Tribune Print Share Text

Title

The adventurous life of a trailblazer

Ashby Ponds resident is outdoors pretty much all year

Created date

September 22nd, 2014
man in front of a fireplace
DC_1014_APL-Trails1_web.jpg

“Spending time outdoors is both refreshing and satisfying,” says Benjamin (Ben) FitzGerald. “There’s a quiet peace you can’t find anywhere else.” 

A lifelong nature lover, hiker, and photographer, Ben, who lives at Ponds, an Erickson Living community in Ashburn, Va., currently enjoys volunteering his time as a trail manager with the Potomac Appalachian Trail Club (PATC). 

The PATC, along with 30 other regional trail clubs, maintains sections of the 2,175-mile historic Appalachian Trail extending from Mount Katahdin, Maine, to Springer Mountain, Georgia. The 240-mile segment of the trail managed by the PATC begins at Pine Grove Furnace, Pennsylvania, and ends at Rockfish Gap, the southern end of Shenandoah Park in Virginia. 

Ben, along with two other trail managers, is responsible for a 2.5-mile portion of the trail in Fauquier County, near Linden, Va.

“As a hiker, I recognize what makes a trail safe and beautiful,” says Ben. “There is no greater satisfaction than receiving compliments from hikers as they travel along our piece of the trail. Often, they stop and chit-chat with us as we work, telling us that we maintain the best section of trails.” 

Date with destiny

After retiring from a distinguished 23-year career with the Army, and 19 additional years working within the private sector, Ben began taking full advantage of his newfound freedom spending time in the great outdoors.

“While raising two children, my wife Arlene and I enjoyed an occasional distance hike, but we didn’t have the time to devote to it like we do now,” says Ben. 

Since his retirement, Ben has hiked all 42 miles of the Cross County Trail in Fairfax County, extending from Great Falls to Lorton.  As a member of the Knights of Columbus, he met a number of men who also enjoyed hiking and volunteered their time as trail managers.

“They asked me if I’d like to join them and I said, ‘Sure!’ It was something I never had time for prior to retiring,” he says.

In 2004, Ben and one of his fellow trail managers completed the 192-mile Coast-to-Coast Trail in England, traveling from the Irish Sea to the North Sea, over 12 days.

And he and Arlene continue to spend vacations walking and hiking throughout Ireland, England, and France.  

Hard at work

“The decision to begin working as a trail manager was an easy one,” says Ben. “I love to hike and it’s a job that requires as much time as you are able to give.”

Typical maintenance work on the trail includes cleaning debris, cutting weeds, trimming branches, removing downed trees, building natural steps, water bars, and check dams.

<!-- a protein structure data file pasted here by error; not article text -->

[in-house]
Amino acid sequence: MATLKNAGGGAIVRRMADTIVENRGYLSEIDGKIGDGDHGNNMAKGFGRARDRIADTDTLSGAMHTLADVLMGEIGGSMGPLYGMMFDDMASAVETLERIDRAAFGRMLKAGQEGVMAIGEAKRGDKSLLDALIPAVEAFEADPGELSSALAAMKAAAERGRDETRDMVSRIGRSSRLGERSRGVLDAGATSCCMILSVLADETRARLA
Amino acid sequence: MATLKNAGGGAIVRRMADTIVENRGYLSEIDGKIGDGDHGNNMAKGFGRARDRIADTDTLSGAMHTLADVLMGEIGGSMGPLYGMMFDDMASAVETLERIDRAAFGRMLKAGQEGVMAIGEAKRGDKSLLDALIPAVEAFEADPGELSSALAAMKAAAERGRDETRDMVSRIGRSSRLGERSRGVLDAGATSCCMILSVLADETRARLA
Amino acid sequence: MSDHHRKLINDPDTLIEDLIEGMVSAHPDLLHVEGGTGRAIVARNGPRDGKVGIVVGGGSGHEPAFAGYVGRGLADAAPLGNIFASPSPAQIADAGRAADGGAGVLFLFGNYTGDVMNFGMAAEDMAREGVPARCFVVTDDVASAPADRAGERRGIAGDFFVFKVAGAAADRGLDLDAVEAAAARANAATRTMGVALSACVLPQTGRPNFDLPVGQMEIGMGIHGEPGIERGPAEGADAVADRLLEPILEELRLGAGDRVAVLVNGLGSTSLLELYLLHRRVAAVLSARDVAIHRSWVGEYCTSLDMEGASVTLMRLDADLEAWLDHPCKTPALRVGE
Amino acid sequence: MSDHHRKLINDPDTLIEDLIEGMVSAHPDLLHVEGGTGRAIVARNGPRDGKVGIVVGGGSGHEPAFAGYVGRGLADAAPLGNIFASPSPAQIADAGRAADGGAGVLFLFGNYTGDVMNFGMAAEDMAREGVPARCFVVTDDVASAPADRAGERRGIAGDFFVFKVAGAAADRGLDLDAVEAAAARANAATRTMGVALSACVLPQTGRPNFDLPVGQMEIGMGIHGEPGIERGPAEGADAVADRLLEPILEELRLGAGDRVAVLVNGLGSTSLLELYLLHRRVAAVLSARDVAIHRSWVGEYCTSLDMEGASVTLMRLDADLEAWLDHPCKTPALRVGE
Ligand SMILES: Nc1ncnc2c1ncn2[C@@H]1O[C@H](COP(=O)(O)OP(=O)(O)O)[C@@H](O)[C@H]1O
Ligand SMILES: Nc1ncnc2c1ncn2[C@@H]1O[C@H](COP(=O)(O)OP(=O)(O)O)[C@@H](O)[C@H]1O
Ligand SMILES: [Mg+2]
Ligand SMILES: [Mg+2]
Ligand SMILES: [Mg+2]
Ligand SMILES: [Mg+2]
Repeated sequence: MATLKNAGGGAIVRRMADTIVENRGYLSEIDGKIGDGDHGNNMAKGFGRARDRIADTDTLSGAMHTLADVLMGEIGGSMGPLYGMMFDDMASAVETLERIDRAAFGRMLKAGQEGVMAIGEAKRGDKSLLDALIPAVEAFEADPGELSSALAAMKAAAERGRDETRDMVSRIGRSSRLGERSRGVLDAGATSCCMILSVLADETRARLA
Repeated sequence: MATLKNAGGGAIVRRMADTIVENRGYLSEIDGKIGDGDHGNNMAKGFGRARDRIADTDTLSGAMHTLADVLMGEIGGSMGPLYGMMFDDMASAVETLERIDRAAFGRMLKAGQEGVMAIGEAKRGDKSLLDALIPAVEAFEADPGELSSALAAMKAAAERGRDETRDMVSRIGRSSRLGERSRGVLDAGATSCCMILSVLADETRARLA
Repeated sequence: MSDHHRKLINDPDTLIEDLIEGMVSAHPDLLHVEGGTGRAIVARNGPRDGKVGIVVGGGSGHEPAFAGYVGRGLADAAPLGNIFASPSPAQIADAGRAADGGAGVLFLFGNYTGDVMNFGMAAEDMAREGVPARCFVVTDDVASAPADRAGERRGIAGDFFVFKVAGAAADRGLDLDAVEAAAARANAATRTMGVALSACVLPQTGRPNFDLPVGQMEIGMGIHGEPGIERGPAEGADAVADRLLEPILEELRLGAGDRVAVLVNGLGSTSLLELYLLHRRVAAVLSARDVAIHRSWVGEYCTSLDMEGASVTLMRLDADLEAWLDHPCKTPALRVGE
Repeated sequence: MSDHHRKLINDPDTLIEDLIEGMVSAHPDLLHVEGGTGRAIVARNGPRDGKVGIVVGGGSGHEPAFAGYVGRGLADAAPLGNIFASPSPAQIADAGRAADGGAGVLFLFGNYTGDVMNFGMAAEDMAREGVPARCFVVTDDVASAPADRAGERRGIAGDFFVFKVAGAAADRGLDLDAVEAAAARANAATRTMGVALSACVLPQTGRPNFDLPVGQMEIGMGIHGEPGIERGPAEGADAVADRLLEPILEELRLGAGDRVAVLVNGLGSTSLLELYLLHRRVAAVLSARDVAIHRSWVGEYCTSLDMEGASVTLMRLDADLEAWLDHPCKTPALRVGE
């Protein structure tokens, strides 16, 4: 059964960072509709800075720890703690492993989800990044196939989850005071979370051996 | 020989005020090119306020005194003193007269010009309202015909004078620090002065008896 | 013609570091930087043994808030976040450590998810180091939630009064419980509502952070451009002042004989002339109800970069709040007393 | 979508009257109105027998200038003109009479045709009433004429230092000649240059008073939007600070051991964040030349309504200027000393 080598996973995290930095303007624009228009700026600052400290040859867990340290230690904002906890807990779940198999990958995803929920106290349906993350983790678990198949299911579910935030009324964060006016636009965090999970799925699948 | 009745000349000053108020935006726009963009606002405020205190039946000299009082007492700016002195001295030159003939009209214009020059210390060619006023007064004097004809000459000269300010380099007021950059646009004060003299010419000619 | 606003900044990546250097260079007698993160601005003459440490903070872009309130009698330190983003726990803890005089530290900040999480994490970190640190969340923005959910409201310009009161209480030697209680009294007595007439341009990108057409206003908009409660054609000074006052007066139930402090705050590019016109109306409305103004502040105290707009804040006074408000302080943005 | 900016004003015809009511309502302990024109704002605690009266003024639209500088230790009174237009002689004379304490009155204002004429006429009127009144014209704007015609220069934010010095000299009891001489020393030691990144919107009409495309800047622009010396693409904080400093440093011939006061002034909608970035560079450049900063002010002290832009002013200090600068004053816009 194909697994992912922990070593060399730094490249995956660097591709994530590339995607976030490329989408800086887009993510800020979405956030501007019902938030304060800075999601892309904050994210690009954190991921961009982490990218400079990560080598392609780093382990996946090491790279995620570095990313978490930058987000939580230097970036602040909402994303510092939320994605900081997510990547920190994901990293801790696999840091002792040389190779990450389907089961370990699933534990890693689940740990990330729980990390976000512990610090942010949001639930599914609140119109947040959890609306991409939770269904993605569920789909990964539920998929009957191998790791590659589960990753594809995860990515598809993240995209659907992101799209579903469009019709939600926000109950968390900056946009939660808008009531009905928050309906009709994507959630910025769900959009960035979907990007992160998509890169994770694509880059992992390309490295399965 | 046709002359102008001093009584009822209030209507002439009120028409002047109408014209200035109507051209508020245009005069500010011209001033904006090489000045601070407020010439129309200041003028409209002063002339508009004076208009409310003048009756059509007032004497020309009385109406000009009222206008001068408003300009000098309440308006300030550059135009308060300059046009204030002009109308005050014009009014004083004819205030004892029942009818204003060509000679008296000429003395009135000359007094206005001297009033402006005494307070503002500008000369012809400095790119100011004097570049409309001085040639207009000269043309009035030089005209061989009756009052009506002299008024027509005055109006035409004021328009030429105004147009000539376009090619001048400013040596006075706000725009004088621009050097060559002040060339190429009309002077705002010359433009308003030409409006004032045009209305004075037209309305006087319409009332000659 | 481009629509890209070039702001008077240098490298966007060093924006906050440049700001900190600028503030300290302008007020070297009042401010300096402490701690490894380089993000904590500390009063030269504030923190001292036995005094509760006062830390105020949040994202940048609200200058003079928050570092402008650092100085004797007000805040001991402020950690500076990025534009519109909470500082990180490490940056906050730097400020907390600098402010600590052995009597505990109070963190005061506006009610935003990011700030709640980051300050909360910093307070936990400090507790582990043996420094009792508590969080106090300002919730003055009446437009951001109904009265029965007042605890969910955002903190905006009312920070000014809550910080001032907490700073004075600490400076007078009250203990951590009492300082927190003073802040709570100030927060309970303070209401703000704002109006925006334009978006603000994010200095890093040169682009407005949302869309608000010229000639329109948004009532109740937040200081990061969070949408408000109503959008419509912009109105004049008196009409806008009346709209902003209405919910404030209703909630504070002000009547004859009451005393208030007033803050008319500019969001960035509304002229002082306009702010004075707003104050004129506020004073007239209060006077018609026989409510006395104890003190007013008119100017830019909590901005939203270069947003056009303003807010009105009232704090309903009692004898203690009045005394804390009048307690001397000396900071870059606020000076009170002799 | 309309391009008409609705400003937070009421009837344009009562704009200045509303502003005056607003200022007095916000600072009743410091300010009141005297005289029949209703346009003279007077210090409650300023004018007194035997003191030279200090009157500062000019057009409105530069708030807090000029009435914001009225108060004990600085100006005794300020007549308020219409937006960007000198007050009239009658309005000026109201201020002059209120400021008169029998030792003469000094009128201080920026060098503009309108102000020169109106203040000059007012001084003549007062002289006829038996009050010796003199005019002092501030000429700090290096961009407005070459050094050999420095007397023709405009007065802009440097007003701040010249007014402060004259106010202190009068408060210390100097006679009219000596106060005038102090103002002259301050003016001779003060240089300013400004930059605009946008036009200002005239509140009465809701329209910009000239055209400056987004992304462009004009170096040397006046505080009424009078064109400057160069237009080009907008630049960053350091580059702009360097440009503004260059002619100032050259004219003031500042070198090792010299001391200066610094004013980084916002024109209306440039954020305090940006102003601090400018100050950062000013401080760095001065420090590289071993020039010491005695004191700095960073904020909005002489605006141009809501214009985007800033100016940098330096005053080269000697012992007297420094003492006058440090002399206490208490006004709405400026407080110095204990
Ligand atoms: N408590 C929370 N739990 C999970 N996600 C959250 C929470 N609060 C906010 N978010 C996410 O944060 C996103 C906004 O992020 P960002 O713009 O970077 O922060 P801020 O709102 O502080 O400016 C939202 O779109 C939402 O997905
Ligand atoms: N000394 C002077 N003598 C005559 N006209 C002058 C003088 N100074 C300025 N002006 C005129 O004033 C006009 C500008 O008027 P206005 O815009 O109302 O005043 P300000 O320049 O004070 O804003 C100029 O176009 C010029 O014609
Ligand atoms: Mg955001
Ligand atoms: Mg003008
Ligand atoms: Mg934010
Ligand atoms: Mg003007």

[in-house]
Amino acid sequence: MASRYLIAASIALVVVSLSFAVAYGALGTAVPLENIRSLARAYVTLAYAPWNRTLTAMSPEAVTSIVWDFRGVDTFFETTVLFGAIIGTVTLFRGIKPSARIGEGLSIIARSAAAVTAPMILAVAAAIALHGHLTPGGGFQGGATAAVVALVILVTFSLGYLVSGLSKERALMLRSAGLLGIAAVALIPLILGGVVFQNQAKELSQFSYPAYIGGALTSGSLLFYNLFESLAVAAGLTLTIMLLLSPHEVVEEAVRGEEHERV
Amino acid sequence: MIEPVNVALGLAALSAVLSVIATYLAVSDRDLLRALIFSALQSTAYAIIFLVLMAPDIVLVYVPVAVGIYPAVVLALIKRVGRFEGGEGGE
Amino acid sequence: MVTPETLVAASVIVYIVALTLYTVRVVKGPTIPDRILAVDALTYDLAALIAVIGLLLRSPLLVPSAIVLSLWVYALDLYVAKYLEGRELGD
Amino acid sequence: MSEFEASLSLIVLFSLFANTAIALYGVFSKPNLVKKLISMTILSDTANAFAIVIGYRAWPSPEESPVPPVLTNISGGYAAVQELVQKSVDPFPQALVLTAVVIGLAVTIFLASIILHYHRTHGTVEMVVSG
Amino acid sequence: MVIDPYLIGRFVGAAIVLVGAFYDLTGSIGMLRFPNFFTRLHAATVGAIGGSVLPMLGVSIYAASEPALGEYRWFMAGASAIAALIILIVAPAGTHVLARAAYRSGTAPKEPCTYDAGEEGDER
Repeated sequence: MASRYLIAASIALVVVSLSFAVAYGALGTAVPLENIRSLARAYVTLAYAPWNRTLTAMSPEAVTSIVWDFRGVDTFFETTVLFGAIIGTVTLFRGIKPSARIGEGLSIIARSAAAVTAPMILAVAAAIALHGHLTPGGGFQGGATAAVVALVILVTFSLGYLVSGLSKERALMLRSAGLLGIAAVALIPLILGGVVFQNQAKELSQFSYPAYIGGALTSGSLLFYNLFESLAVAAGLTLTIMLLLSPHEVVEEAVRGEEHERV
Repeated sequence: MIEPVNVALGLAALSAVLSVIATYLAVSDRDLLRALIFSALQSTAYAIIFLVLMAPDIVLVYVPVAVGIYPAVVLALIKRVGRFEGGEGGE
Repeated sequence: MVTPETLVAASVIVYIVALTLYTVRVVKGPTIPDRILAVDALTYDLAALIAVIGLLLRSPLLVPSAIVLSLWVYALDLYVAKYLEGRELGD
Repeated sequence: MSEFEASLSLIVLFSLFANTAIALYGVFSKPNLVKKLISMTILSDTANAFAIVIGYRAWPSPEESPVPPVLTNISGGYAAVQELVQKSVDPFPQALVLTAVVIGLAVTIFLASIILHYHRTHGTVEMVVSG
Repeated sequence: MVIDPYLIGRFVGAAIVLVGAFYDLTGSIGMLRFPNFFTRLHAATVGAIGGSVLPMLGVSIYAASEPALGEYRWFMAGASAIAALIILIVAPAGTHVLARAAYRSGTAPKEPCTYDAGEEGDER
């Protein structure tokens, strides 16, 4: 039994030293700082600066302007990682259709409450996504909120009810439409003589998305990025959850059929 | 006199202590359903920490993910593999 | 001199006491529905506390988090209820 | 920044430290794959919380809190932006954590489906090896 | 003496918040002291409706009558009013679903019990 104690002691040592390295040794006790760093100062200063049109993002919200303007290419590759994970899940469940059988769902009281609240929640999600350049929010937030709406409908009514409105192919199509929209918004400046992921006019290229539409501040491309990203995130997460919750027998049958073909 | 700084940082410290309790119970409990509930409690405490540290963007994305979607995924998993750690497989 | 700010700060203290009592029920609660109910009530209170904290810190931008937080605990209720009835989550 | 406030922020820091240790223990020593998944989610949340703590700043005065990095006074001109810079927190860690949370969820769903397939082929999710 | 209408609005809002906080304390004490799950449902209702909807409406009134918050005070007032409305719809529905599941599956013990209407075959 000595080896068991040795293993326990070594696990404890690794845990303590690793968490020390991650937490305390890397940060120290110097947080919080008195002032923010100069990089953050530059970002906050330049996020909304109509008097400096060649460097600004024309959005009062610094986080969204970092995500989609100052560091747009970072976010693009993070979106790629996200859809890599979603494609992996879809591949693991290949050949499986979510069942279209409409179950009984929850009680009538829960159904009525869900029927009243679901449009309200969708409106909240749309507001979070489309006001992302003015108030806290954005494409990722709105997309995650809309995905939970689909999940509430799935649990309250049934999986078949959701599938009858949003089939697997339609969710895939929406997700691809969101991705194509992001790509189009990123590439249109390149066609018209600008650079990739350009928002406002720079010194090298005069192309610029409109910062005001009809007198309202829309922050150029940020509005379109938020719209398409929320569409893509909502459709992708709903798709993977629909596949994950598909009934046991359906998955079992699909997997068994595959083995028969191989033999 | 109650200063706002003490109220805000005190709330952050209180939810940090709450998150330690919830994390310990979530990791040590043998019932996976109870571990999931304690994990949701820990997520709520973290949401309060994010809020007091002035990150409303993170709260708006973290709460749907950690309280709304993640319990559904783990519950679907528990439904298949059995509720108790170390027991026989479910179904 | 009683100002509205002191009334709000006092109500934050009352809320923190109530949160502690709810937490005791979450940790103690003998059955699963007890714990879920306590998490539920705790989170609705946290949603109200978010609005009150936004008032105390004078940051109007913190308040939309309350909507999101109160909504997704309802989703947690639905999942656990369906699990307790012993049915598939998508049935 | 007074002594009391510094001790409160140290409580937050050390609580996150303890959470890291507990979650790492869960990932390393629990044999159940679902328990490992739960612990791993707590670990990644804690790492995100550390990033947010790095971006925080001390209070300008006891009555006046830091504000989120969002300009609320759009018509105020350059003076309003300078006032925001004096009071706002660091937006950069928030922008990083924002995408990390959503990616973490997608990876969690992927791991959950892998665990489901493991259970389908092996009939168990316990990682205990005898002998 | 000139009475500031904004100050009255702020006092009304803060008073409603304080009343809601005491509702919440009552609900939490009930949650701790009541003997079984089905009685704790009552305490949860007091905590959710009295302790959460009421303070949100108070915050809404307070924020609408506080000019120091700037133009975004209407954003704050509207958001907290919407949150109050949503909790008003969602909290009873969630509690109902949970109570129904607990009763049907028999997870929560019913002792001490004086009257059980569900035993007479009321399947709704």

“If there’s a particularly bad winter, as the one we had this past year, we visit the trail more often,” says Ben.

A majority of trail maintenance occurs during the early spring as Ben and his fellow trail managers prepare for the large number of hikers reaching the Virginia portion of the Appalachian Trail at the end of May or early June. 

“Most hikers begin their hike of the Appalachian Trail in February or March from the trail’s beginning in Georgia,” says Ben. “We take great care to be ready for their arrival.”

Ben also makes time for participating in trail work camps in the Shenandoah National Park in the fall.  

“Over the course of a week, six to eight volunteers come together to work on the side trails and whatever else the park rangers need,” says Ben. 

More than just work

In addition to hiking and performing trail maintenance, Ben enjoys studying plants and photography, hobbies he enjoyed while traveling extensively over the course of his career.

“Since my time in Vietnam, I travel with a camera, capturing images of my surroundings,” says Ben. “Each spring, we enjoy watching the trillium flowers bloom in great profusion around the portion of the trail that we maintain.”

Both Ben and Arlene are members of the Virginia Native Plant Society. They enjoy taking part in annual weeklong trips with the society to view some of nature’s most remarkable plant life. 

“Last year, while hiking in the Smoky Mountains, Arlene and I saw seven of the nine trillium varieties found in the area,” says Ben. “A few years ago, we traveled to the Bruce Peninsula in Ontario, Canada, where you can still see glacial plants. The peninsula is a repository for plants that don’t exist anywhere else in the world.”

Coming indoors

Ben’s time on the trails also energizes him for the wide variety of activities that fill his busy calendar. Since moving to Ashby Ponds in 2012, he’s joined the woodworking club, serving as the group’s treasurer, and is a member of the Resident Council’s elections committee.

Recently, he performed the role of the detective in the Ashby Ponds Players performance of Murder and Cookies.

“I never did anything like that before and it was a lot of fun,” he says.

Ben also travels to INOVA Fairfax Hospital each Wednesday to volunteer at the Heart Center and the Main Tower Building. 

And with the crisp, fall weather approaching, he will be spending more time on the trail, preparing for the winter. 

“I always look forward to getting the exercise, and being able to observe nature and be part of it,” says Ben. “I would recommend it to everyone.”

Comments